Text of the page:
My advice is to talk to her. Just say
"I am Sorry if I have hurt you. Please forgive me. Please give me another chance.
I promise I will change. Please accept my apologies at least for our children's sake."

The ask her
"What can I do to make things better?"

She will then blame you for all the things you said, did.
Do not respond. Do not defend yourself. Just listen. and take mental notes.
Allow her to have a go at you.
Once she calms down, say sorry again and hug her.
If she forgives you, celebrate a new beginning.
Promise yourself to don't talk about the past.

Every thing will be all right soon. Believe in yourself.
Remember, everyone falls, It is how you rise that make you successful in life.
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  #55  
Old 19.08.2009, 15:12
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Re: Divorce in Switzerland

Well I think its time to be a man and give her something to complain about.

Its a Talacker night tonight, come, meet pretty girls and boys, cry on shoulders, talk ****, get drunk, feel sick and throw up over the bedroom floor (in average, two glasses of Talacker beer ought to suffice ... ) before retiring to the sofa to snore loudly for the rest of the night.

Wake up in the morning, belch loudly, slap her on the backside as she passes, when she complains say "ah sure ... " and leave the rest of the sentence hanging .. drives 90% of women up the wall faster than any Ferarri ... and then inform her that you are taking the kids camping for the weekend, Oh and the weekend after I'm going to Lisbon/Madrid/Paris ...

You could of course point out that frankly it would be less disruptive to the children if she left the house and got a flat somewhere, and that you would pay her an allowance - equivalent to the support you would have to pay her - until she gets a job, or a move-in boyfriend. If she doesn't want to go that far then suggest a 6 month break where she moves back to England or drives through Paris in a sports car with the wind blowing in her hair. You might sit her down and tell her that the strain is beginning to tell on her, some lines on her forehead and crows feet under eyes, and that maybe she should go home to mummys for a week and oh, a little present, here's a ticket.

If you behave as if you are divorced, (kids every second weekend, split finances) then you are establishing precedences which will, under Swiss procedural law, benefit you when the going gets serious. The Kanton provides an excel sheet which allows you to calculate payments - if you can prove that you have lived according to this sheet - she doesn't even have to know - then this acts as a precedence as well, there is no reason for a judge to grant her more, or if he does it is usually for defined purposes.

There is no reason why you should move out - let her go. Swiss law doesn't take kindly to people who by actions or words express distain for earning their own living. If you can prove that she is capable of earning her own living, that you can reduce her burden of raising the kids and she shows that she only wants to live off you then you are in a much better position later in the courts - the best position would be is if she actually had a job.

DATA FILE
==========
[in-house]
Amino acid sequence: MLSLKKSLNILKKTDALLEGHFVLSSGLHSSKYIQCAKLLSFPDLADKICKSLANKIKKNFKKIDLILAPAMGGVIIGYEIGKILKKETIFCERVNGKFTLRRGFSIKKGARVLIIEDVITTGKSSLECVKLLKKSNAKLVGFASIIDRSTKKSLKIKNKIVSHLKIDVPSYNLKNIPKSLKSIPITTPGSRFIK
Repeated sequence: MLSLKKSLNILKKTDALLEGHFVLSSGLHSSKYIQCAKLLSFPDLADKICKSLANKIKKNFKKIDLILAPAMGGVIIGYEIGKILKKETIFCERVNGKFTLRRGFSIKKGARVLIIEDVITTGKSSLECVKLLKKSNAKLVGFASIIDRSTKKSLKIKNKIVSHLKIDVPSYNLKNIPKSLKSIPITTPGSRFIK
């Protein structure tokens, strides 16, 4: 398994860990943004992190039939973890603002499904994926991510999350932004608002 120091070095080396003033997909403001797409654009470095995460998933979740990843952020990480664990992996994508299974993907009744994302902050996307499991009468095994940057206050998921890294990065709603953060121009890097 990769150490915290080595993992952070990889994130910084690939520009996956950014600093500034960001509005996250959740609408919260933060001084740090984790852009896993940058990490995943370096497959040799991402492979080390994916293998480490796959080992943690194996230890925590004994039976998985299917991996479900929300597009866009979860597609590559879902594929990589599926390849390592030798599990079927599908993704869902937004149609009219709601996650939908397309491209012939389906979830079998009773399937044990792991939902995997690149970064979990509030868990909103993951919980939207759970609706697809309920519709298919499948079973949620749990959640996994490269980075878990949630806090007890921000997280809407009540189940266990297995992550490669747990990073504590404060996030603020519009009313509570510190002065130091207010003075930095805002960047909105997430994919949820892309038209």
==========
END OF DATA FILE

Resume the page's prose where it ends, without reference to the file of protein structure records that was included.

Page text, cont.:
Don't forget, you would be surprised how many kids will prefer to move in with Daddy. If you have kids of 12 and over there is no reason why in the case of a divorce, they shouldn't move in with you, and let her know it.

Considering the above activities - there is'nt a damm thing she can do to stop you - now wouldn't it be nice to be in the driving seat?

Don't forget to reclaim her language classes in your tax returns.
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  #56  
Old 19.08.2009, 15:33
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Re: Divorce in Switzerland

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You being boring is just an excuse.
It looks like you have hurt her somehow with your words, actions, in-actions etc.
It doesn't matter, she has now given up on you.
That is why a woman with no jobs and 3 kids is asking for divorce.
The other option is another man getting involved in her life somehow. I hope not.

My advice is to talk to her. Just say
"I am Sorry if I have hurt you. Please forgive me. Please give me another chance.
I promise I will change. Please accept my apologies at least for our children's sake."

The ask her
"What can I do to make things better?"

She will then blame you for all the things you said, did.
Do not respond. Do not defend yourself. Just listen. and take mental notes.
Allow her to have a go at you.
Once she calms down, say sorry again and hug her.
If she forgives you, celebrate a new beginning.
Promise yourself to don't talk about the past.

Every thing will be all right soon. Believe in yourself.
Remember, everyone falls, It is how you rise that make you successful in life.
Are you sure this is the best course of action in this case? From what he wrote, it seems like her main problem is that he isn't "exciting" enough or is "boring". A symptom and a cause of that may be his submissive behaviour in situations like this. What you're proposing may be interpreted as a complete capitulation and confirm for her that she was right all along. What was supposed to be a last-ditch effort to save their marriage may turn into the final nail in the coffin of her attraction for him.

I believe what HTD and Cashboy are proposing is a better course of action. It's time for her to put up or shut up, and for Rene to make clear to her the realities of what divorcing him could entail. He is truly at a point where he has nothing to lose, so taking real steps towards separation could only do two things: 1) Put him in a better position if an eventual divorce does come. 2) May inadvertedly address some of the, ahem, "being an exciting and not boring man" issues she has with him. If he starts treating the situation in practical and rational manner, she may be forced to do so, too.